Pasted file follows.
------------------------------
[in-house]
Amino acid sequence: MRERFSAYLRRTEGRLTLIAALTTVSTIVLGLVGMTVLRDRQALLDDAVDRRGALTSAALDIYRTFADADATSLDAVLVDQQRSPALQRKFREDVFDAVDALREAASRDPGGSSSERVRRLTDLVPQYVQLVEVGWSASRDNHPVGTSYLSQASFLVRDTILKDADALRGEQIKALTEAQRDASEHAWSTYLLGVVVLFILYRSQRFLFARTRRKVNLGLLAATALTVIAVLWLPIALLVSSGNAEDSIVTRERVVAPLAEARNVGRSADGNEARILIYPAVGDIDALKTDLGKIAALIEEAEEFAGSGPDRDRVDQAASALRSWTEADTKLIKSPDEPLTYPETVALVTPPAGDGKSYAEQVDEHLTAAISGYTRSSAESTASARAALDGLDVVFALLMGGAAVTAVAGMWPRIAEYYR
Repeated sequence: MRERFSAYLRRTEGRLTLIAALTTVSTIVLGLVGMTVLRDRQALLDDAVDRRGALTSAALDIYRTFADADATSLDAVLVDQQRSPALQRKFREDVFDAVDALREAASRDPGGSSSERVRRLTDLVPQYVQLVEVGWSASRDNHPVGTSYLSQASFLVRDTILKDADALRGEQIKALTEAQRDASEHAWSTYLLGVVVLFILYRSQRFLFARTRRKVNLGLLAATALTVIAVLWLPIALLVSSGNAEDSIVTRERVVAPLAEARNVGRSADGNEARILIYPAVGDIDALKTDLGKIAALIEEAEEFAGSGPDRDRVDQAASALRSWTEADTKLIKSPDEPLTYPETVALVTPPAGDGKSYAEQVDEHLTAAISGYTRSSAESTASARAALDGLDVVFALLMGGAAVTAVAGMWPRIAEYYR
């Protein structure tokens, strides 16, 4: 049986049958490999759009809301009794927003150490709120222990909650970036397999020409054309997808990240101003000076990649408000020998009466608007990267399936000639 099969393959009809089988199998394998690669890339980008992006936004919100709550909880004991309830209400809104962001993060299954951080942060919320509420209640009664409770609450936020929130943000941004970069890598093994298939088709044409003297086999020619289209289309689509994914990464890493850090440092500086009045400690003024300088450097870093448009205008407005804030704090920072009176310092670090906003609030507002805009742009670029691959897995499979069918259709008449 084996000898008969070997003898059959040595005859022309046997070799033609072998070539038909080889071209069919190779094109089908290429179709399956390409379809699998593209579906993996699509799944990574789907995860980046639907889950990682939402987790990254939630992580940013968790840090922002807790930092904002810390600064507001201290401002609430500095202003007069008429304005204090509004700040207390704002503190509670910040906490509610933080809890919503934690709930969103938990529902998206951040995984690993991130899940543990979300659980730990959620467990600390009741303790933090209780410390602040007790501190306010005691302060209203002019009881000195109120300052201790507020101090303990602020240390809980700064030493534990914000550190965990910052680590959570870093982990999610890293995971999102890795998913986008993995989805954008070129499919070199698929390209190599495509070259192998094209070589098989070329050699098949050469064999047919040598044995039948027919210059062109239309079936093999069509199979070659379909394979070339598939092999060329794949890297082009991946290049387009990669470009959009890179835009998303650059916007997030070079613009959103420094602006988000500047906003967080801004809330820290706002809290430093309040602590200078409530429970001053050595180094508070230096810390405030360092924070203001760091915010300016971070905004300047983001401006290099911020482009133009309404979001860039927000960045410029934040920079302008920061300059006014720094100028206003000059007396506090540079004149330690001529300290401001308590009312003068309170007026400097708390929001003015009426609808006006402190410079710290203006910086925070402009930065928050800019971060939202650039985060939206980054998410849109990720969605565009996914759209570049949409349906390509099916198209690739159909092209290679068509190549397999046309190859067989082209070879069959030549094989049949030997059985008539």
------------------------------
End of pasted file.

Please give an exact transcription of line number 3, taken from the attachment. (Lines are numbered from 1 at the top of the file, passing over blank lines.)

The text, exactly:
Repeated sequence: MRERFSAYLRRTEGRLTLIAALTTVSTIVLGLVGMTVLRDRQALLDDAVDRRGALTSAALDIYRTFADADATSLDAVLVDQQRSPALQRKFREDVFDAVDALREAASRDPGGSSSERVRRLTDLVPQYVQLVEVGWSASRDNHPVGTSYLSQASFLVRDTILKDADALRGEQIKALTEAQRDASEHAWSTYLLGVVVLFILYRSQRFLFARTRRKVNLGLLAATALTVIAVLWLPIALLVSSGNAEDSIVTRERVVAPLAEARNVGRSADGNEARILIYPAVGDIDALKTDLGKIAALIEEAEEFAGSGPDRDRVDQAASALRSWTEADTKLIKSPDEPLTYPETVALVTPPAGDGKSYAEQVDEHLTAAISGYTRSSAESTASARAALDGLDVVFALLMGGAAVTAVAGMWPRIAEYYR